Arrest Report Protocol Under Review As State Police Chief Steps Aside
BOSTON — Col. Richard McKeon, who Governor Charlie Baker appointed to head the State Police in the summer of 2015, will retire this month amid allegations that he improperly ordered a trooper to delete embarrassing details from an arrest report for the daughter of a state Trial Court judge.
Gov. Baker also said that he has ordered the State Police to examine its protocols for reviewing arrest reports.
McKeon announced his plans to retire Friday afternoon in letters to his fellow police officers and Public Safety Secretary Daniel Bennett, a day after Baker indicated that he planned to wrap up an internal investigation into the incident quickly.
Named superintendent in July 2015, McKeon spent 35 years in the Massachusetts State Police. He will retire on Nov. 17, and an announcement regarding his successor is expected to be made in the coming days, a State Police spokesman said.
"Part of our code of honor is understanding when your own personal ambition detracts from the greater good of our mission. I have today decided that putting the greater good of the Massachusetts State Police first, necessitates my decision to retire after 35 years of proud service," McKeon wrote in a letter to his State Police colleagues.
The Baker administration launched an investigation into McKeon's handling of the arrest report of Alli Bibaud after the arresting trooper - Ryan Sceviour – filed a lawsuit against several of his superior officers, including McKeon, claiming he was reprimanded and forced to alter his report to shield Bibaud's father, a judge, from the public release of embarrassing details.
Judge Timothy Bibaud is a Trial Court judge in Dudley District Court, and oversees the drug court in that jurisdiction.
Alli Bibaud was arrested after Sceviour responded to an accident on Interstate 190 in Worcester and found her in possession of a heroin kit. She failed several field sobriety tests and was charged with operating under the influence.
The details later scrubbed from the arrest report at the direction of Sceviour's superiors included statements made by the defendant that her father was a judge and would be furious with her, and that she would perform sexual acts for leniency, and had done so to obtain drugs in the past.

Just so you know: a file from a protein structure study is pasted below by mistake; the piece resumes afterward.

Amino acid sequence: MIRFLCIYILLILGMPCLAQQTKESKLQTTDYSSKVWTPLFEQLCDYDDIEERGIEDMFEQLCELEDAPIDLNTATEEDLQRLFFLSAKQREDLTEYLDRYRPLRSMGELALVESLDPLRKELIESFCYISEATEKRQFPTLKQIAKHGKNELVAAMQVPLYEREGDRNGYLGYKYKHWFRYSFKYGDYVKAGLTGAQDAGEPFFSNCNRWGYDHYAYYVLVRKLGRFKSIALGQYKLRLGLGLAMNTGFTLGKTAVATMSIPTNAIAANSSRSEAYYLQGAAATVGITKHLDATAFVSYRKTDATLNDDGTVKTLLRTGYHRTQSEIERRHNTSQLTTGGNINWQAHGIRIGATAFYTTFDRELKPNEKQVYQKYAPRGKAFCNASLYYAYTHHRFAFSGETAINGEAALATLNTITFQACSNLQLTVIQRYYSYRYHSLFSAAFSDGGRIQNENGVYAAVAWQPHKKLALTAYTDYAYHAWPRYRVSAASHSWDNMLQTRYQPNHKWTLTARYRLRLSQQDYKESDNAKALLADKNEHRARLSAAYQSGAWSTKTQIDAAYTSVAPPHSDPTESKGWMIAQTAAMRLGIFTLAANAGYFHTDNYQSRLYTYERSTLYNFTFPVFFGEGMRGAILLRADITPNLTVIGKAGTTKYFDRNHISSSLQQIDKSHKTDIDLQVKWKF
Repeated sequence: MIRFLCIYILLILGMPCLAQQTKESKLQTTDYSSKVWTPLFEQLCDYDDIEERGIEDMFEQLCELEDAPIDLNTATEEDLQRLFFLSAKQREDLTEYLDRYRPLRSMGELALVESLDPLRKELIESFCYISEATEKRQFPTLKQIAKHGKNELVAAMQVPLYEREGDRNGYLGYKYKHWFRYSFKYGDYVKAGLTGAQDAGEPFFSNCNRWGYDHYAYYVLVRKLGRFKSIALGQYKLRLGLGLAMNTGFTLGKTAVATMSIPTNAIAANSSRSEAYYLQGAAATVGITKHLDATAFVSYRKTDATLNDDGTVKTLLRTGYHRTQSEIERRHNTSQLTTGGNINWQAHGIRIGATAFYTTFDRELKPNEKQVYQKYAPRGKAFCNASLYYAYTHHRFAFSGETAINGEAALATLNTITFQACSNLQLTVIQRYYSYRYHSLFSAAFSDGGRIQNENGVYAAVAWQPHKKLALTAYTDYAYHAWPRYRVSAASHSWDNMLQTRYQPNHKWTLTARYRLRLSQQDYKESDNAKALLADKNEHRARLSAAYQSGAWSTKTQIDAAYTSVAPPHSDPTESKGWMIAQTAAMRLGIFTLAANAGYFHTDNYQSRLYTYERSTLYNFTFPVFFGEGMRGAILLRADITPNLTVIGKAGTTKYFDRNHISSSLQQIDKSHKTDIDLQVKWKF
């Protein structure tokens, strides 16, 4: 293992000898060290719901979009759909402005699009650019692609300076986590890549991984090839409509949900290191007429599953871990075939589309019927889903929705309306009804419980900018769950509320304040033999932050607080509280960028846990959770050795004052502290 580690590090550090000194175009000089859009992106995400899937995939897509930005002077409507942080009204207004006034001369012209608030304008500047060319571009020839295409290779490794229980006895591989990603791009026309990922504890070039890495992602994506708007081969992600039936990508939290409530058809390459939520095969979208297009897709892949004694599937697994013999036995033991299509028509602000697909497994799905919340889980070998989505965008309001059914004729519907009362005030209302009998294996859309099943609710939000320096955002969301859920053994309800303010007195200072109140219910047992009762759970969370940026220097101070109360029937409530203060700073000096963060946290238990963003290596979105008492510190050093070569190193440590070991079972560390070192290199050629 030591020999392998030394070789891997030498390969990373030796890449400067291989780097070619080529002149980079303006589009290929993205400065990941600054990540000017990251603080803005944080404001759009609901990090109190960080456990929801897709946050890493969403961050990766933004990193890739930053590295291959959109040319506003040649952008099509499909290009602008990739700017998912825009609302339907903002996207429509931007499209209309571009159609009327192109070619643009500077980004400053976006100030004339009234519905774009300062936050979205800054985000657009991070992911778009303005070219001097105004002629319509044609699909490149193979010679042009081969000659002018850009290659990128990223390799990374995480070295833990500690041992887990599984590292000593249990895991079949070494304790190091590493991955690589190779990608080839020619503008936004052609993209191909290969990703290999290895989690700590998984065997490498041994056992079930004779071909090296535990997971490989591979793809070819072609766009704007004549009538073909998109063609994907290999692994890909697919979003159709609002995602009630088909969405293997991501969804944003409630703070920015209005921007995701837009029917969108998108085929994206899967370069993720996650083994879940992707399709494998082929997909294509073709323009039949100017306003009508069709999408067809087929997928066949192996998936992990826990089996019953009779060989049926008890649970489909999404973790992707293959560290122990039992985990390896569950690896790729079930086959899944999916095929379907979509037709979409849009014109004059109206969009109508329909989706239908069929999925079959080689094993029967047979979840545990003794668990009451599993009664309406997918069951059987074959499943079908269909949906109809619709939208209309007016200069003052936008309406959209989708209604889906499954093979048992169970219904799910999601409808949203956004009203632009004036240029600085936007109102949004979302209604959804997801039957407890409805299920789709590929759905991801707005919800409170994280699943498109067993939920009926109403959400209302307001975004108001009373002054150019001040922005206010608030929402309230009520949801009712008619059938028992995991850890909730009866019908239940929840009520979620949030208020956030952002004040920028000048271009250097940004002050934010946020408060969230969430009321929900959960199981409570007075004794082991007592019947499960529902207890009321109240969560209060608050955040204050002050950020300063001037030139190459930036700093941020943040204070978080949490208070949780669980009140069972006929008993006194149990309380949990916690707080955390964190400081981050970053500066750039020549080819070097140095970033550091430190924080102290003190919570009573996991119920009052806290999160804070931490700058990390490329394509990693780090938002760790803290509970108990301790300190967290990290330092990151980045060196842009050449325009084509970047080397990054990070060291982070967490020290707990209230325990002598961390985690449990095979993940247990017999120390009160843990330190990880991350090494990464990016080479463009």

The State Police never denied that the report was altered, but argued that such changes were routine and done to remove sensational aspects of the narrative that superior officers did not consider vital to the case against Bibaud.
"Leaving aside the details of the incident which you know, my decisions to instruct subordinates to focus the arrest report on information relevant to the charges made against this individual without compromising the strength of the case is instruction that I have given to the men and women under my command more times than I can remember. This is not unlike the thousands of cases we are involved in every year involving drug addiction," McKeon wrote in his letter to Bennett.
Baker, in a statement, thanked McKeon for his service and wished him well in retirement.
"The Governor believes that Colonel McKeon made a mistake by getting involved in the Bibaud case and has ordered the State Police to examine procedures for the review of arrest reports. Governor Baker recognizes the motivation to protect those with substance use disorders from potentially embarrassing information contained in their public records and expects the courts to hold the defendant accountable for all charges stemming from this incident," spokeswoman Lizzy Guyton said.
The administration said the negative "observation reports" given to Sceviour as reprimand for his handling of the report would be removed from his file.
McKeon wrote in both his letter to the State Police force and Bennett that those struggling with opioid addiction deserve the compassion of police.
"Illegal use of narcotics is a crime, and we never have backed down, and never will, from investigating, arresting, and prosecuting those who break our drug trafficking and possession laws. But opioid addiction is also a sickness, and as police officers, we stand tallest when we treat everyone we encounter with respect and decency," he said.
--Matt Murphy, State House News Service